Education-related disparities in reported physical activity during leisure-time, active transportation, and work among US adults: Repeated cross-sectional analysis from the National Health and Nutrition Examination Surveys, 2007 to 2016

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Abstract

Background: Understanding socioeconomic disparities in physical activity is important, given its contribution to overall population-wide health and to health disparities. Existing studies examining trends in these disparities have focused exclusively on physical activity during leisure-time and have not investigated the potential moderators of socioeconomic disparities in physical activity. Using self-reported data from the US National Health and Nutrition Examination Survey (NHANES) 2007 to 2016 for 29,039 adults aged 20 years and over we examined education-related disparities in overall (total) moderate-to-vigorous intensity physical activity, and in its sub-components, recreational (leisure-time) and non-recreational (active transportation and work) activity. We also examined if education-related disparities in physical activity were moderated by age, gender, and race/ethnicity. Methods: Logistic regression models were used to evaluate disparities in physical activity according to education group and their moderation across age, gender, race/ethnicity, and time-period. Results: Overall activity levels (% ≥150 min/week) were highest amongst highly educated adults, yet contrasting education-related disparities were found for recreational and non-recreational activities (active transportation and work), favoring the highest- and lowest-educated groups respectively. Within each domain of activity, associations were moderated by age and race/ethnicity, and by gender for work-based activity. The net result was that education-related disparities in total activity were substantially larger in older adults (P < 0.001) and amongst women (P < 0.001). For example, the estimated difference in the probability of being active in the highest versus the lowest educational groups was 23.1% (95% CI: 19.1, 27.2) amongst those aged ≥60 years, yet 10.8% (95% CI: 7.1, 14.6) amongst those aged 20-39. Conclusions: Education-related disparities in physical activity persisted from 2007 to 2016. Our results suggest that understanding and addressing these disparities requires assessment of their multiple domains, and identification of the demographic sub-groups for which the disparities are more or less pronounced.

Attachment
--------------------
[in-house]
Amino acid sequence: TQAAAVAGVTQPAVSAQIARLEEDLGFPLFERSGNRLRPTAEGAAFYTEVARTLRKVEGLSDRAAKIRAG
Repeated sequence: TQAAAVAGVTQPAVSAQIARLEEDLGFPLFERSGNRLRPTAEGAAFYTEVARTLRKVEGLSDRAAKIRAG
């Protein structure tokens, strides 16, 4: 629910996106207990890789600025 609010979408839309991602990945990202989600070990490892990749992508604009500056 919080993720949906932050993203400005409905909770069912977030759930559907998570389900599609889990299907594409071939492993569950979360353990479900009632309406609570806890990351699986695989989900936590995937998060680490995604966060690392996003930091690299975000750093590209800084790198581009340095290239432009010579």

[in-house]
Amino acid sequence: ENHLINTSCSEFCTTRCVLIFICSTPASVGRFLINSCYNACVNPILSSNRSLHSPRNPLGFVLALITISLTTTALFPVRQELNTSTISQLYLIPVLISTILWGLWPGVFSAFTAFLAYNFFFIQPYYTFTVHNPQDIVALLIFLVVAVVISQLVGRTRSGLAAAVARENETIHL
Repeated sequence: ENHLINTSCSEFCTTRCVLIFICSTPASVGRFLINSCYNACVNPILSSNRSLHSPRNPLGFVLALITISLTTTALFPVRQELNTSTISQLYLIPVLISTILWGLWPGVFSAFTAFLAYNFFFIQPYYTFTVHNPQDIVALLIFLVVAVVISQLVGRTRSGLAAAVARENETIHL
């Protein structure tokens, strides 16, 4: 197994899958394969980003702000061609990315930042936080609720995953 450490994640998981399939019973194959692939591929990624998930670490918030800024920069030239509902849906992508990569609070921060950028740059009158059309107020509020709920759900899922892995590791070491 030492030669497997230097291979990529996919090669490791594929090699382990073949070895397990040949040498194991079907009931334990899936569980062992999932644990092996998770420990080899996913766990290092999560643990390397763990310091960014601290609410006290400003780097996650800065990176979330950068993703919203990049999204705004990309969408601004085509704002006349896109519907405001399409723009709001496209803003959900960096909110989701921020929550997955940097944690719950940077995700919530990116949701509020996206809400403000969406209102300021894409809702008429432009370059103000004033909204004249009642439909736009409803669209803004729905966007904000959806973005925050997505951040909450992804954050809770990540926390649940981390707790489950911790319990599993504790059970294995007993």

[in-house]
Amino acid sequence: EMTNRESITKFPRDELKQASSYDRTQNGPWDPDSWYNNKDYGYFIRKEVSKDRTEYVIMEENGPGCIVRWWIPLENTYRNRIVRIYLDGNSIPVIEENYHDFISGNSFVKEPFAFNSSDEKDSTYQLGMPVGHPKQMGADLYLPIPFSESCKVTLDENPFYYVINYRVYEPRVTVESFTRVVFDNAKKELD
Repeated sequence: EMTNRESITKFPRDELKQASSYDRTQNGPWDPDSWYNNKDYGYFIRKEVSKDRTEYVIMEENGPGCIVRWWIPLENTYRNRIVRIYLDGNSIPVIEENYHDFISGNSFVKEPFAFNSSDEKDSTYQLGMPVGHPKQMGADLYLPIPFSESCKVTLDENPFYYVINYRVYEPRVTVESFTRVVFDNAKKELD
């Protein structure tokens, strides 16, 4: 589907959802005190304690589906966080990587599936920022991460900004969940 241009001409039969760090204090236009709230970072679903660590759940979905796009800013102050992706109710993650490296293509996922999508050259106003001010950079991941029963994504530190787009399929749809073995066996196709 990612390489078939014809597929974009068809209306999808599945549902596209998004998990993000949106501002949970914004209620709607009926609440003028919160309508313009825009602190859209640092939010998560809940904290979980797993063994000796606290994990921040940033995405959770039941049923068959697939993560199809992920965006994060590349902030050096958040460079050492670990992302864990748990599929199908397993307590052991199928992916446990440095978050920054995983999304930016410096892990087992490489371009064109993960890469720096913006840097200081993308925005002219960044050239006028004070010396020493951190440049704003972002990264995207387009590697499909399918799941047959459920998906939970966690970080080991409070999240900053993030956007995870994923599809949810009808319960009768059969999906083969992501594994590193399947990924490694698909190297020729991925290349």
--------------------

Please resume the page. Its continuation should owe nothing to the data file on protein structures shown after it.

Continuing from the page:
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APA

Scholes, S., & Bann, D. (2018). Education-related disparities in reported physical activity during leisure-time, active transportation, and work among US adults: Repeated cross-sectional analysis from the National Health and Nutrition Examination Surveys, 2007 to 2016. BMC Public Health, 18(1). https://doi.org/10.1186/s12889-018-5857-z

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